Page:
- Using a credit card with a foreign transaction fee. Foreign transaction fees can be as high as 3% on everything you buy in a foreign currency. That applies even if you choose your home currency when in another country as the exchange still needs to be made. Fortunately, there are cards with no foreign transaction fees. Read Manage Money. Avoid Fees. Keep Cards and Cash Safe.
- Carrying only one credit card. You never know when a credit card is going to give you trouble. I've had it happen in Jordan and Myanmar. Having a back-up is essential.
- Incurring unnecessary ATM fees. Your bank can charge you as much as $5 for every ATM withdrawal you make in a foreign country. One strategy is to minimize the number of times you withdraw cash. Another is to choose a bank and account type that doesn't charge this fee. Read Manage Money. Avoid Fees. Keep Cards and Cash Safe to see how I get this service free.
- Exchanging money at the airport. Every time I'm at an airport (like right now as I write this) I see people at the currency exchange kiosks and I want to run up to them and say “No!” But how rude would that be? The exchange rates at airport kiosks tend to be quite high. I typically go to a bank ATM as soon as I arrive in a destination to get some local cash. If you really want some cash before you go, order it from your bank. Read Save Money When You Change Money and Travel Currency Confusion? Tips for Coping with Shifting Exchange Rates.
- Not understanding the exchange rate. It's an easy Google search to find out what your currency is worth relative to the currency of your destination. Turn it into simple arithmetic so that you can easily calculate in your head the cost of something.
- Not understanding the cost of living at your destination. My travel budget was hit hard when I traveled to Australia. I knew that the Canadian and Australian dollars were worth about the same amount but I didn't realize how much less the Australian dollar actually buys. Research the economy of your destination before you go. Read How to Avoid the #1 Travel Budget Mistake.
- Ignoring your data plan restrictions. While most people have this under control now it is still worth mentioning. You don't want to incur huge data charges. Read Use Your Phone Anywhere in the World: Free and Low-cost Options.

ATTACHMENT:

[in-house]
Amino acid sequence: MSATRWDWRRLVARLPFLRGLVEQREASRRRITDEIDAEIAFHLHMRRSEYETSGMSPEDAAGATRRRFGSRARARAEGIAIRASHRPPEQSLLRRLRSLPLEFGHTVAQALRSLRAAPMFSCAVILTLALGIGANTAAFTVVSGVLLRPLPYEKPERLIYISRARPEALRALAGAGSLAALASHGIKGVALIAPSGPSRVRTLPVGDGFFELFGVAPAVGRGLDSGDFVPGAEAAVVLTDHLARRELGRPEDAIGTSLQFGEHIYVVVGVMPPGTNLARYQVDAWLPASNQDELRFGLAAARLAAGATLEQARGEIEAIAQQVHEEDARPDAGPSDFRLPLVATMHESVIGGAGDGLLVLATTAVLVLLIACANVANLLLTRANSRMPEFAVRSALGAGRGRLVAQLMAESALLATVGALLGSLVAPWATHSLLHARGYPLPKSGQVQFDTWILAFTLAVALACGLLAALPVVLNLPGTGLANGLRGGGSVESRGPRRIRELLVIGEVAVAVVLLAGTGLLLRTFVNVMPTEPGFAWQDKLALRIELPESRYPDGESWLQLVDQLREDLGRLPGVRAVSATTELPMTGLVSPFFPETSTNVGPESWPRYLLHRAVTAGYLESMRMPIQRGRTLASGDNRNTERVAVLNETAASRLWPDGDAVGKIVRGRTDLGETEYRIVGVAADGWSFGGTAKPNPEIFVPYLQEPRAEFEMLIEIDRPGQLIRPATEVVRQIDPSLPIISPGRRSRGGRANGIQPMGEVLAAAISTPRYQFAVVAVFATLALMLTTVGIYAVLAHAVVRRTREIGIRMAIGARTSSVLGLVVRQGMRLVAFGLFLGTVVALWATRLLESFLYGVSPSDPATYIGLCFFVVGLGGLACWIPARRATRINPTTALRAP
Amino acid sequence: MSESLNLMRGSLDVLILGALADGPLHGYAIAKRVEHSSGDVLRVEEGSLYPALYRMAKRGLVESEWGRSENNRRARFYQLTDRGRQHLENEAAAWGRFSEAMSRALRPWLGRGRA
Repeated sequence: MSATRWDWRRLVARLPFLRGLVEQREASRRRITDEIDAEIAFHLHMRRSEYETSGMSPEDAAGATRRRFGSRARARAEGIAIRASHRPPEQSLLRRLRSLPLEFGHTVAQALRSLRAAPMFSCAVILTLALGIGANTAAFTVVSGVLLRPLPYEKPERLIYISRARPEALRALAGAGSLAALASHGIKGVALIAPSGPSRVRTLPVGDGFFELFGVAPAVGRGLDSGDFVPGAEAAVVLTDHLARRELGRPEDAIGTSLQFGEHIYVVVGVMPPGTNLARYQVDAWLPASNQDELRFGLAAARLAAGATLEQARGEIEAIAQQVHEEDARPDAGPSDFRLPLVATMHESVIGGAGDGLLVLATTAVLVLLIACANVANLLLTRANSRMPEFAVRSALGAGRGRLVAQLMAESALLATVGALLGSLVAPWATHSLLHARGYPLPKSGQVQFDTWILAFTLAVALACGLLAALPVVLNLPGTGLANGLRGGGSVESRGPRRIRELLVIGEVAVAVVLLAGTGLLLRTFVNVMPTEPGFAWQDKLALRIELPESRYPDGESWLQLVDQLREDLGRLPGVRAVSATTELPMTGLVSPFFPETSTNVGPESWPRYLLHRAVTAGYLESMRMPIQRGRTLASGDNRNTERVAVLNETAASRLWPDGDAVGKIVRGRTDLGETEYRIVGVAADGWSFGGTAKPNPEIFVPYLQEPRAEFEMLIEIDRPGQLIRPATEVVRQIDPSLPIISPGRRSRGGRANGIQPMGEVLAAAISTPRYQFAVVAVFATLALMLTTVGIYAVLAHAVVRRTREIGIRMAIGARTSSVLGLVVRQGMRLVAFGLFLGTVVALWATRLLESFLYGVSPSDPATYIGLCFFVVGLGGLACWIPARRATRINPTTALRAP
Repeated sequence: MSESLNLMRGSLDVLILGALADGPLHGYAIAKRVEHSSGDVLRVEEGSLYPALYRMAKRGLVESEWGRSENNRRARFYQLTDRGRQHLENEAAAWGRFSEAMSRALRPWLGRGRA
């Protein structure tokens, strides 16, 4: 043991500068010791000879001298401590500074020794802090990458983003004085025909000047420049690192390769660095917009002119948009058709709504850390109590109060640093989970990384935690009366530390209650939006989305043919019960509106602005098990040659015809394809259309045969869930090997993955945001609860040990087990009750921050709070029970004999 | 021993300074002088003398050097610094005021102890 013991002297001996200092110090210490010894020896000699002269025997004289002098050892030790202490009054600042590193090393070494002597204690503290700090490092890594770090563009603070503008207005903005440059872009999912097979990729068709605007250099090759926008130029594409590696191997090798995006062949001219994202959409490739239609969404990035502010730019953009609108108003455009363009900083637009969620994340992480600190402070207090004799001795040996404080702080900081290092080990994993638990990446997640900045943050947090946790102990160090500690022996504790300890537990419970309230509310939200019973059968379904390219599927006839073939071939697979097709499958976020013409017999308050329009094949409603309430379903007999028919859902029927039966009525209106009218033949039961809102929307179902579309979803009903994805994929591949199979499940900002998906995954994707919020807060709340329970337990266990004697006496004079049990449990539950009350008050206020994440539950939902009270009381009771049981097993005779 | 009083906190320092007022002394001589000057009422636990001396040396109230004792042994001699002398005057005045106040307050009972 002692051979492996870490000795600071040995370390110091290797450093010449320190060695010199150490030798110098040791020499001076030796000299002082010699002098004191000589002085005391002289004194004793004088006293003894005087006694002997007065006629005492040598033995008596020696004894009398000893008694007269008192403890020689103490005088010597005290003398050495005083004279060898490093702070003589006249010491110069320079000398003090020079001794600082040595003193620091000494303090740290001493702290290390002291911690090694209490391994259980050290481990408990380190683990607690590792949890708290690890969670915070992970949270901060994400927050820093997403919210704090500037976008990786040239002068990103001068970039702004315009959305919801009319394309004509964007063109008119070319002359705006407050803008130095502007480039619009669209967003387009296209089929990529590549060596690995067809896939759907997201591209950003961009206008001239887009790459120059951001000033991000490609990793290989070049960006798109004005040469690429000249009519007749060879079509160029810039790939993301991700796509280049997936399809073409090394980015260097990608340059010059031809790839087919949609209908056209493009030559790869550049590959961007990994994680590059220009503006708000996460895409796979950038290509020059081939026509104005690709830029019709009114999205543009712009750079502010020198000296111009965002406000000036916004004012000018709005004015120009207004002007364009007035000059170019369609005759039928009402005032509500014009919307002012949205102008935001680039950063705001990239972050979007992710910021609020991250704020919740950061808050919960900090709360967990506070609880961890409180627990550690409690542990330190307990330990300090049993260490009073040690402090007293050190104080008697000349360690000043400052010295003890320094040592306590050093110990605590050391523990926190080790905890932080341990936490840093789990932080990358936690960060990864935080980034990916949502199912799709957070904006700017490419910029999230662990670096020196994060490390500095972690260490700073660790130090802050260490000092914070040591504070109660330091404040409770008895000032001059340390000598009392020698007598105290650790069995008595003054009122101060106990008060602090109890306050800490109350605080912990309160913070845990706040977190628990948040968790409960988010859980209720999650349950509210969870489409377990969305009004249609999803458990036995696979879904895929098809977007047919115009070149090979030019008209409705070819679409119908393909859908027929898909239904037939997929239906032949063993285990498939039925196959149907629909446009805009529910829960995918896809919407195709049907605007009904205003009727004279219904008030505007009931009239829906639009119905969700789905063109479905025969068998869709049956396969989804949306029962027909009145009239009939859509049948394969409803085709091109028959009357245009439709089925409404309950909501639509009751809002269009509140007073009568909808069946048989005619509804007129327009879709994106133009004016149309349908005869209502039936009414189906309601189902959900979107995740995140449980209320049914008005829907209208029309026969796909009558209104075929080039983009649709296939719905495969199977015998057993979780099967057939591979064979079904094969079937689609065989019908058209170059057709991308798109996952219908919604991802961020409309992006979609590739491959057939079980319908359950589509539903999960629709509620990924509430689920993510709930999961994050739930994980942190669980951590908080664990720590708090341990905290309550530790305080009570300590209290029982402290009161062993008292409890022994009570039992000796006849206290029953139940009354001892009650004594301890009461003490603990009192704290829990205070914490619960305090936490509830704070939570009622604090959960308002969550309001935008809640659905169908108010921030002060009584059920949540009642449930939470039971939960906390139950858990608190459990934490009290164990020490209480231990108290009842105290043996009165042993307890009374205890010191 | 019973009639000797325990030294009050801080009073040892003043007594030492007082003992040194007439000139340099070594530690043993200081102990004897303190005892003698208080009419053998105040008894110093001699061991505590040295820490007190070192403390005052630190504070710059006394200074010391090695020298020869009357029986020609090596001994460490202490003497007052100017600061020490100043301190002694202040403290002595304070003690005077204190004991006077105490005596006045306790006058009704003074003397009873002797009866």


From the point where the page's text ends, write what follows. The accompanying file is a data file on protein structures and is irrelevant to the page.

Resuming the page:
- Using public Wi-Fi without a VPN. Read VPN for Travel: What, Why and an Easy Setup Guide for all the details and a discount code for my recommended provider.
- Choosing your home currency at check-out. In the last couple of years stores have started offering the option of paying with your home currency or theirs. Bottom line, choose theirs. Read Your Currency or Theirs? The Decision Makes a Difference for the details.
- Not researching tipping practices for your destination. There are countries where tipping is expected and countries where it’s not done at all and, just to make it even more complicated, there are places where you tip only in certain circumstances. Given that tips are usually in the 15-20% range, not knowing tipping practices could cost you a lot of money unnecessarily.
- Incurring extra charges for your luggage. When you purchase your air tickets the terms around luggage are made very clear. Make sure you read these so that you aren't stuck with unexpected fees.
- Not informing your bank and credit card company that you'll be traveling. Some banks still require this. Some don't. To be on the safe side make sure that your bank and credit card companies know where you're traveling so that they don't shut down your access to money.
- Using your credit card to get cash. This is a big no-no. Not only do credit cards charge high interest rates but when you take cash from your credit card that interest starts accumulating immediately. When you buy goods with a credit card the interest doesn't start accumulating until your next billing cycle.
- Reacting when you see a sign about pickpockets. When you see a sign indicating that pickpockets frequent where you are and urging you to be careful with your wallet, do not check to see if your wallet is safe where it is. Pickpockets hang around such signs to learn where people keep their wallets.
- Not checking the deals sites. You may think of Groupon and LivingSocial as great sites to get deals at home. But they have sections of their sites devoted to most major cities. Check them out for coupons and special deals to save money.
- Forgetting the membership benefits that could save you money. Read Take Your Membership Benefits on the Road: 11 Ways to Save.
- Paying too much for airport lounge access. If you haven't racked up sufficient frequent flyer miles to get free lounge access there are still options. Read Cheap Access to Lounge Luxury: 5 Tips.